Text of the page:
Are SMEs exploiting work experience kids?

The recession is apparently allowing unscrupulous firms to keep interns for months without pay...

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Last Updated: 31 Aug 2010

According to the National Council for Work Experience, some companies are bringing in students and graduates for extended placements without paying them – and because of the recession, the young people concerned feel obliged to put up with it. Now clearly there’s a lot to be said for free labour at the moment. And some might even say that it’s no bad thing for these tyros to be taught a lesson about the harsh realities of the working world. However, it isn’t terribly progressive: not only does it represent a fairly blatant abuse of power, but it also skews the work experience system towards those who can afford to live without income – i.e. rich kids. So it’s only going to make the UK’s social mobility problem even worse…

The NCWE has surveyed about 1,500 youngsters about their work experience, erm, experience. And although official guidelines suggests that unpaid placements should last about two weeks, and certainly no longer than four, almost half have worked for longer than that without getting a penny in return. As you’d expect, they’re not terribly happy about this – two-thirds said they felt exploited or undervalued. But with the job market in its current state, and graduate job prospects looking mixed to say the least, they’ve clearly decided that they might as well take whatever they can get.

As the Council points out, SMEs need to be a bit careful here. Tempting though it may be to have another pair of hands at the pump, you don’t want to fall foul of the law. So you need to make it very clear up front that these internships are voluntary and without obligation, or they run the risk of failing the ‘worker’s test’ (the legal definition of whether someone’s actually your employee – it works along the ‘if something walks like a duck and quacks like a duck, it probably is a duck’ principle). To be on the safe side, you also need to make sure it has some kind of value to the person concerned, and doesn’t go on for long.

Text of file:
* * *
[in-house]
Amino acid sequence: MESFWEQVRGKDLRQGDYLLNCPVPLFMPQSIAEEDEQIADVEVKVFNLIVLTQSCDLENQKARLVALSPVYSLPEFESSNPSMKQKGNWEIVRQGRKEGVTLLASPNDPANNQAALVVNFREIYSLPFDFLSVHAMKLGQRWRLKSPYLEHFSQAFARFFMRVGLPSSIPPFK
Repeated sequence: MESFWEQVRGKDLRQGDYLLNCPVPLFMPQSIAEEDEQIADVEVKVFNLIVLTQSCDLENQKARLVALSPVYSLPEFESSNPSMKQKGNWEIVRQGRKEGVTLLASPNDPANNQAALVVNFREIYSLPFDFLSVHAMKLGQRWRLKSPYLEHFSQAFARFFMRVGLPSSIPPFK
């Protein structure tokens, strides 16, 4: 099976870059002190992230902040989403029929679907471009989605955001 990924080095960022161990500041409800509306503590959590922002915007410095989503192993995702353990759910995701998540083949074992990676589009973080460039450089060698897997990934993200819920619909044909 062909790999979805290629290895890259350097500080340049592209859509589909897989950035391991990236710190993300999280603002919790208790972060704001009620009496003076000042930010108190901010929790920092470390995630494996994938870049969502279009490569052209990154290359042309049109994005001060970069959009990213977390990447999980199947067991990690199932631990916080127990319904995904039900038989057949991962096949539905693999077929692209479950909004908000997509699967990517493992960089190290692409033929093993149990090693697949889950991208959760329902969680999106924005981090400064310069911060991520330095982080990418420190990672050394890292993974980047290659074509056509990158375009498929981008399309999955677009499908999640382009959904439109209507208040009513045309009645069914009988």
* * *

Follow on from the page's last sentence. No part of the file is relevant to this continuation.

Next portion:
But perhaps more importantly, it’s also the principle of the thing. The recession ‘is not a green light for businesses to act unethically,’ as NCWE director Heather Collier puts it. And as Alan Duncan’s social mobility report said this week, unpaid internships are part of the UK’s problem. The only way people can afford to work in your office for weeks on end without pay (unless they’re slaving away in an evening job too) is if they get financial support from elsewhere – which generally means family money. So you’re not exactly opening up the opportunity to a broad cross-section of society – in fact if anything you’re just perpetuating an unfair status quo…


In today's bulletin:

Things are getting worse more slowly!
Crashing PC sales send Microsoft profits tumbling
Employees vs employers as UK battles recession
Are SMEs exploiting work experience kids?
Dealing with a prodigy, with YouTube

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